Frida Kahlo Forever: The Importance of Her Work & Her Life
Penciled and painted disjointed and dejected self-portraits; body and heart exposed; and, once, pictured sitting hand-in-hand with a doppelganger: are examples of Frida Kahlo's works. The Coyoacan-born artist moved in surrealism and magic realism - though she once stated, "I never painted dreams. I painted my own reality." She created paintings that celebrated Mexican, Amerindian and indigenous tradition, while at the same time capturing her sorrow, her honesty and her hope. To understand her work is to understand her life.
Kahlo was born on July 6, 1907, though she often told people that she was born on July 7, 1910, so that her birth coincide with the start of the Mexican revolution, thusly on the same date as the birth of modern Mexico. A principled woman with a rather tragic life, Kahlo contracted polio at the age of six, which is credited for her selection of long, colorful shorts that she's often pictured wearing later in life. Theorists have stated that she was actually born with a spinal bifida, which her affected spinal and leg development. Still, Kahlo was brilliant and unstoppable. She boxed and engaged in other sports; and in 1922 she enrolled in one of Mexico's premier schools, Prepartoria.
Three years later, Kahlo was on a bus ride, and was severely injured when the bus struck a trolley car. She broke her spinal column, her collarbone, her rib and her pelvis; also she suffered eleven fractures in her right leg. Her right foot was crushed and dislocated, her shoulder was also dislocated, and an iron handrail pierced her abdomen and her uterus. She wore a full-body cast for three months, and received 35 operations following the accident, which would leave her bedridden for months at a time. She also lost her ability to produce children.
Of the accident, Kahlo would eventually state, "There have been two great accidents in my life. One was the trolley, and the other was Diego. Diego was by far the worst."
Mexican painter Diego Rivera was a man who Kahlo greatly admired before they engaged in an intimate relationship. They married in 1929, against Kahlo's mother's wishes. The troubled marriage was often intermitted, with several affairs on the behalf of both parties. Kahlo, who was bisexual, was involved with Isamu Noguchi, Leon Trotsky, Josephine Baker. And, Rivera betrayed Kahlo's trust by having an affair with Kahlo's younger sister, Christina. The couple divorced, and remarried one year later with similar troubles - often, they had separate living quarters.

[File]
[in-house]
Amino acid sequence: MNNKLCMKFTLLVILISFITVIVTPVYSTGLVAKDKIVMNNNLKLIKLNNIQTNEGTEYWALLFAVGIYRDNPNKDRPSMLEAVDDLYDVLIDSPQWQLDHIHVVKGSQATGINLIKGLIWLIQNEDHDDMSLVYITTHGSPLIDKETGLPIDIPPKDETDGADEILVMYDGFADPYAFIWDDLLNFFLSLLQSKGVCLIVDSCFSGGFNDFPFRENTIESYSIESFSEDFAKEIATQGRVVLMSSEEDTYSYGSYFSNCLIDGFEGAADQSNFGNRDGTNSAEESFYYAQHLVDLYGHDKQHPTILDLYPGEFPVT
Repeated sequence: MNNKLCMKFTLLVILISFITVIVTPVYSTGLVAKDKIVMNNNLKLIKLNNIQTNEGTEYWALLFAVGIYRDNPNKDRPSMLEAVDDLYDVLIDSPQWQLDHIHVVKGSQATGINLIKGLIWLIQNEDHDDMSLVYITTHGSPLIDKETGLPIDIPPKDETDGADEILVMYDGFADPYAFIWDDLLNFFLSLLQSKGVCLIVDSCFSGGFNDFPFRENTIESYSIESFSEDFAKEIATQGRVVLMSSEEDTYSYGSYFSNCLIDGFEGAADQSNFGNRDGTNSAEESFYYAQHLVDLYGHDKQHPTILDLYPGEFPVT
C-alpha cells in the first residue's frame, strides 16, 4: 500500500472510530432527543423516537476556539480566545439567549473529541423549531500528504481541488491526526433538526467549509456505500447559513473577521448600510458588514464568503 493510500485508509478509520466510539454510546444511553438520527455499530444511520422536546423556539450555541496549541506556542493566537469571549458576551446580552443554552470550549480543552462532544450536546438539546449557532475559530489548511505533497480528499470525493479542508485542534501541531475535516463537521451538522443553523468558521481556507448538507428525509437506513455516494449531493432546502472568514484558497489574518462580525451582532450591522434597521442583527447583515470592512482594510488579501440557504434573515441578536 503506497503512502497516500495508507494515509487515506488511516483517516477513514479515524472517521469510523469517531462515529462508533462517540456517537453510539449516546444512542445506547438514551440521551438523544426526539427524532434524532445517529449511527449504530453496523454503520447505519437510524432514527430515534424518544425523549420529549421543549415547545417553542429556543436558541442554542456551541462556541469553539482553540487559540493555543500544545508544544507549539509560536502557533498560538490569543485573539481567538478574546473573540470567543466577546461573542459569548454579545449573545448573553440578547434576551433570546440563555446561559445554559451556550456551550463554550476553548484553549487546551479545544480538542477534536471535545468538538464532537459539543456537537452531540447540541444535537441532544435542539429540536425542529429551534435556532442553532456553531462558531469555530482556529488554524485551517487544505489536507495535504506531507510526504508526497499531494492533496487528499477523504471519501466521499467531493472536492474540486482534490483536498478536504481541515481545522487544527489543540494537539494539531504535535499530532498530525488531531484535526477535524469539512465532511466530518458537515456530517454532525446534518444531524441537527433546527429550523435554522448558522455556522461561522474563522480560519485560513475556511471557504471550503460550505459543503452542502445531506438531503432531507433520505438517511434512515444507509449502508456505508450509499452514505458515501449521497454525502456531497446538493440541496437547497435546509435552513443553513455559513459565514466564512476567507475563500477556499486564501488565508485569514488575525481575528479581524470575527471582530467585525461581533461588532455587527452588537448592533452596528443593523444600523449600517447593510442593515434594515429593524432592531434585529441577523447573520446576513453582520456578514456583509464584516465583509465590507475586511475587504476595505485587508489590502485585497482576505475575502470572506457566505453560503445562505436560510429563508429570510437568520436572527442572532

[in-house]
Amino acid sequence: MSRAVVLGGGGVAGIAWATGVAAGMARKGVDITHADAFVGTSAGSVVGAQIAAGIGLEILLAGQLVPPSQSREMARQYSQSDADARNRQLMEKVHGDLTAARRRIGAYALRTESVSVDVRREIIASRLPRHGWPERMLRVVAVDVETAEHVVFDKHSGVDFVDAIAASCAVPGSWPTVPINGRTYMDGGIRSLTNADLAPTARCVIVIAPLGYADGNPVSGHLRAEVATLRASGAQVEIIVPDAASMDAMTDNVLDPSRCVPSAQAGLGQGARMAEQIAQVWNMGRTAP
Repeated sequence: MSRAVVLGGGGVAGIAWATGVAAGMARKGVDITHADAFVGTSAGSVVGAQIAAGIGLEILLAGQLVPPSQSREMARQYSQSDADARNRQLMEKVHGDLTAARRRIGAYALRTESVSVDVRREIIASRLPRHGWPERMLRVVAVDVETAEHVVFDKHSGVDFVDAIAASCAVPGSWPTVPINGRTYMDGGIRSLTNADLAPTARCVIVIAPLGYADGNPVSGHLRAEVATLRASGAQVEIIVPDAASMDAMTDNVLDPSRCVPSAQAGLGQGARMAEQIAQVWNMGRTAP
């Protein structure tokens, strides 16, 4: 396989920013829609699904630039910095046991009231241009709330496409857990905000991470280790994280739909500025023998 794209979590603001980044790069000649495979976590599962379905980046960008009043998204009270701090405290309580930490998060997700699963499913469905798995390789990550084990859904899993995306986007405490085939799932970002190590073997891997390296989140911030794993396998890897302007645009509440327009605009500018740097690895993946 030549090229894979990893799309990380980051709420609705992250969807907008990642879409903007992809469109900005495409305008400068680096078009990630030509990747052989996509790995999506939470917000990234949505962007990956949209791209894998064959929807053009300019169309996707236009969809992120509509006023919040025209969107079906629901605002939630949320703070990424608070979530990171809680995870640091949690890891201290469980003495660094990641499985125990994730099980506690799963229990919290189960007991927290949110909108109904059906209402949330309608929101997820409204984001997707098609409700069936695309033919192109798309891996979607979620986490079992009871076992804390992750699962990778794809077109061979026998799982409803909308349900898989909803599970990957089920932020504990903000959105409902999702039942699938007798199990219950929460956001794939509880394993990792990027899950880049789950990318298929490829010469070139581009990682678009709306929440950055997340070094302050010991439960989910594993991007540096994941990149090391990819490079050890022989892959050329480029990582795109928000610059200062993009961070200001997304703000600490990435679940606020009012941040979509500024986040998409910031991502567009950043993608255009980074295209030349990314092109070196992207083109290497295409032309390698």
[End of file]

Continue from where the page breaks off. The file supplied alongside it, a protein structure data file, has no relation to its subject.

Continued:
July 13, 1954, Kahlo died days after writing a diary entry that stated, "I hope the exit is joyful - and I hope never to return - Frida." Officially, Kahlo died of a pulmonary embolism, though many suspect that she died from a purposeful or accidental overdose. Her death came after the loss of her right leg due to gangrene, and a bout of bronchopneumonia that made her frail.
The years where Kahlo suffered from pain and addiction, crippling depression and acute loneliness found its use in her work. She would paint a world where her inner turmoil would live on the same page as a portrait. She would create more than 140 paintings, 55 of them self-portraits; committing raw and fierce acts of talent. She would do did this while living in Rivera's shadow, her artwork not taken seriously until after her death. In fact, Kahlo only had one solo gallery showing in the United States at the Julien Levy Gallery; though, the Louvre did purchase her painting, "The Frame," making it the first work by a twentieth-century Mexican artist to be purchased by a renowned museum. She also did commissioned work for US Ambassador to Italy and author of the hit play "The Women," Clare Booth Luce. She completed a painting called, "The Suicide of Dorothy Hale," depicting a woman who had leaped from a building.
Kahlo's artistic input made it so that Latina artists were seen as true contributors to the cannon; but more so, she normalized sadness and isolation. She once spoke about painting self-portraits because she was alone quite often and knew herself best, also she felt that she was strange.
"I used to think I was the strangest person in the world but then I thought there are so many people in the world, there must be someone just like me who feels bizarre and flawed in the same ways I do. I would imagine her, and imagine that she must be out there thinking of me, too. Well, I hope that if you are out there and read this and know that, yes, it's true I'm here, and I'm just as strange as you," Kahlo once stated.
Her constant assessment of the human condition and of the condition of her emotional and psychological state in her artwork is what makes her work eternal. Kahlo may have never wanted to return, but her work wakes her anytime it touches a new individual.
Kahlo has inspired novels, biographies, artwork, music, films, compositions and merchandise. She has had food and drink created in her name; whole communities mourn her on Dia de los Muertos; and her artwork is generally in rotation around the country and around the world, exhibitions pitched like tents. She was the first Latina to be honored with a U.S. postage stamp; and on the hundredth anniversary of her birth, the Palacio de Bellas Artes featured the largest number of Kahlo's works to ever be seen in one location.
La Casa Azul, Kahlo's family home and her home in the later parts of her life, is now a museum, housing artifacts, paintings by prominent Latino contemporary artists and several pre-Hispanic pieces.
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